“You have heard that it was said. ‘You shall love your neighbour and hate your enemy.’ But I say to you Love your enemies and pray for those who persecute you.” Matt 5:43-44
Daily I am reminded that war, persecution, and violence are a part of the fabric of our human existence. Every generation of men and women in my family have know of, experienced, or been affected by war. The next generations, here I think of my son who leads a NATO team on deployment of landmine detectors, my grandchild and great grandchildren know and will know of war.
Prophets throughout the ages have called for justice and the end of war. Leviticus 19:18 “Do not seek revenge or bear a grudge against one of your people, but love your neighbour as yourself.”
Micah 4:3-4 prophecies that God shall judge between the peoples and arbitrate between the nations and “they shall beat their swords into plowshares and their spears into pruning hooks, nation shall not lift up sword against nation, neither shall they learn war any more; but they shall all sit under their own vines and under their own fig trees and no one shall make them afraid.”
The words of Dietrich Bonhoeffer come to mind, “The love for our enemies takes us along the way of the cross and into fellowship with the Crucified. The more we are driven along this road, the more certain is the victory of love over the enemy's hatred. For then it is not the disciple's own love, but the love of Jesus Christ alone, who for the sake of his enemies went to the cross and prayed for them as he hung there.”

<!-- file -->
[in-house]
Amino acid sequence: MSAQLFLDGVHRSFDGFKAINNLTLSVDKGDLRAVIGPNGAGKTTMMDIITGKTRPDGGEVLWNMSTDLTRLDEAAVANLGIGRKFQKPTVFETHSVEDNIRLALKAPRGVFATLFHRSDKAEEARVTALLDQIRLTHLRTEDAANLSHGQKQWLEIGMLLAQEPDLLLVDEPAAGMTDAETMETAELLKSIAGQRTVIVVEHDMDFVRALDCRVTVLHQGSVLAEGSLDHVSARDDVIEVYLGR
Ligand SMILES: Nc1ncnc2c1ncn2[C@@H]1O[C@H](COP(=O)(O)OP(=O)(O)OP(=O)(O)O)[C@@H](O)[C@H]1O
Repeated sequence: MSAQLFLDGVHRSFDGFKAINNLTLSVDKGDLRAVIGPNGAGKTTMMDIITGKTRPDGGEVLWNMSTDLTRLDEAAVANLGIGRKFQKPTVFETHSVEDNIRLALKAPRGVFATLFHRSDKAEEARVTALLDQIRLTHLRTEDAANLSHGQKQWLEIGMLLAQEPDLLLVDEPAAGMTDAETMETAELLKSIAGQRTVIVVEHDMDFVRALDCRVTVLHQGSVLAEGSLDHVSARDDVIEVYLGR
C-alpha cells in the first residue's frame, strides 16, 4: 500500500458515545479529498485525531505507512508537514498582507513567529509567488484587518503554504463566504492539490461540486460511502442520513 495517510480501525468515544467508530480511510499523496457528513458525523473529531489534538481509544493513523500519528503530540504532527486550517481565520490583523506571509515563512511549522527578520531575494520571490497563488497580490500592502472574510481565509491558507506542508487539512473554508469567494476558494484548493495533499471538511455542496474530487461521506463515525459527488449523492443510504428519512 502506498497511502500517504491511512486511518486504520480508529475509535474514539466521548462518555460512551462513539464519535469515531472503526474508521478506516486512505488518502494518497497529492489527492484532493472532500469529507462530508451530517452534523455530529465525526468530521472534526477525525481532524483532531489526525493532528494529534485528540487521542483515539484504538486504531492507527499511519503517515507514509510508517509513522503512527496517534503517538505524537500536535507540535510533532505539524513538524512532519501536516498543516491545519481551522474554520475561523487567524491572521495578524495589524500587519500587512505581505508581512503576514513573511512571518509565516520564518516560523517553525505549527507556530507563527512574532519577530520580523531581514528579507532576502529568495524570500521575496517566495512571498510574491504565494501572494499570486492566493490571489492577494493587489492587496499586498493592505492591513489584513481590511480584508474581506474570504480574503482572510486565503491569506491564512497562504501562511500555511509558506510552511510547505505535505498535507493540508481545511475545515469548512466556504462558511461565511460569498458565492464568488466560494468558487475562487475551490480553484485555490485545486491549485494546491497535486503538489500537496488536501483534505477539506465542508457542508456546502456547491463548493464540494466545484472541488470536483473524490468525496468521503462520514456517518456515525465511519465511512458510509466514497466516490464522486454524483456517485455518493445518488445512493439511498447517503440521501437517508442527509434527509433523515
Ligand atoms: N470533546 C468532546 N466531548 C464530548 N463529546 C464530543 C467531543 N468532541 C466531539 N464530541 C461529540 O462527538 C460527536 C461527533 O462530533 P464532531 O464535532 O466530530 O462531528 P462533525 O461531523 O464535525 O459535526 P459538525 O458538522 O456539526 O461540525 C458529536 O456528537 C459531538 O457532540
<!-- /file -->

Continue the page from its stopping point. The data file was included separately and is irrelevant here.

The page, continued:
As Remembrance Day approaches we remember there are no simple answers for peace and justice. And so we stop our business to remember those who have given their lives for the good of others. We remember the words of Jesus, “This is my commandment, that you love one another as I have loved you. No one has greater love than this, to lay down one’s life for one’s friends.” John 15:12-13
For a follower of Jesus, “Love your Neighbour means ‘Love all people’.
Prayer for forgiveness:
Holy One, when our lives are comfortable and we live in relative safety, it can be all too easy to forget that what we enjoy today has come at a great cost. For some, the price was their last breath. For others, it was wounds to body, mind, or spirit. Our inability to resolve conflicts through peaceable means has caused harm beyond measure.
Forgive us for using violence as a way to resolve our differences.
On days like this, we remember those who defend our freedoms and we say “Lest we forget.” Yet, too often we forget that the wounds to mind and spirit can last a lifetime.
Jesus said, “Blessed are the peacemakers,” but we have often focused on what divides us rather than on what can bring us together.
Forgive us for our reluctance to do the hard work of peacemaking.
For all these things, and for those which we name before you now in the silence of our hearts, forgive us…